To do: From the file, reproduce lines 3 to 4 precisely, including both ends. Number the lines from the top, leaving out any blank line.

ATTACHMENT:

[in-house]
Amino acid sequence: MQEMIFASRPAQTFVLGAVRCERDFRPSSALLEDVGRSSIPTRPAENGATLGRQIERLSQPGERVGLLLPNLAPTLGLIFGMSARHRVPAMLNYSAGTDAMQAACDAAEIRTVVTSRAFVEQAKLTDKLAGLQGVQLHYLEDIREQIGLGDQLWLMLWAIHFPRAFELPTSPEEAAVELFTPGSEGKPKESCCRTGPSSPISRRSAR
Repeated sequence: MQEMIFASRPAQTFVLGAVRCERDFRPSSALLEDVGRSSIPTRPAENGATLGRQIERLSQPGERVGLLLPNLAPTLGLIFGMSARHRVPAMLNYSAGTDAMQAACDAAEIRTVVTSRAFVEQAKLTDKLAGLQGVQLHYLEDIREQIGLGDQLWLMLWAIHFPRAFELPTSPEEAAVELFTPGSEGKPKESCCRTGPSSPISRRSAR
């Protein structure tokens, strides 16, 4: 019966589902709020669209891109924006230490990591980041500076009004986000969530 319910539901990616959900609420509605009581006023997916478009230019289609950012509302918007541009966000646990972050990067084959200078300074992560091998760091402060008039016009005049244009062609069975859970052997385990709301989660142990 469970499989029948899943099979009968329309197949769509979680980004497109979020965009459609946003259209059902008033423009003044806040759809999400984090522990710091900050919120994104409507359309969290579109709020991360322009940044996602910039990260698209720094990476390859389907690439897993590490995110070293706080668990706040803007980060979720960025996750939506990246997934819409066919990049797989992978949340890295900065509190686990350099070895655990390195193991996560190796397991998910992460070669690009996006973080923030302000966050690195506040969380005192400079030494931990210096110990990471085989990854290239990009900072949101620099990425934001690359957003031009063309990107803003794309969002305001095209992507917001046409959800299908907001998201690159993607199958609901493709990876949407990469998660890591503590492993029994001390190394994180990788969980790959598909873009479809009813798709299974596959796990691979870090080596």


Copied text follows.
Repeated sequence: MQEMIFASRPAQTFVLGAVRCERDFRPSSALLEDVGRSSIPTRPAENGATLGRQIERLSQPGERVGLLLPNLAPTLGLIFGMSARHRVPAMLNYSAGTDAMQAACDAAEIRTVVTSRAFVEQAKLTDKLAGLQGVQLHYLEDIREQIGLGDQLWLMLWAIHFPRAFELPTSPEEAAVELFTPGSEGKPKESCCRTGPSSPISRRSAR
């Protein structure tokens, strides 16, 4: 019966589902709020669209891109924006230490990591980041500076009004986000969530 319910539901990616959900609420509605009581006023997916478009230019289609950012509302918007541009966000646990972050990067084959200078300074992560091998760091402060008039016009005049244009062609069975859970052997385990709301989660142990 469970499989029948899943099979009968329309197949769509979680980004497109979020965009459609946003259209059902008033423009003044806040759809999400984090522990710091900050919120994104409507359309969290579109709020991360322009940044996602910039990260698209720094990476390859389907690439897993590490995110070293706080668990706040803007980060979720960025996750939506990246997934819409066919990049797989992978949340890295900065509190686990350099070895655990390195193991996560190796397991998910992460070669690009996006973080923030302000966050690195506040969380005192400079030494931990210096110990990471085989990854290239990009900072949101620099990425934001690359957003031009063309990107803003794309969002305001095209992507917001046409959800299908907001998201690159993607199958609901493709990876949407990469998660890591503590492993029994001390190394994180990788969980790959598909873009479809009813798709299974596959796990691979870090080596």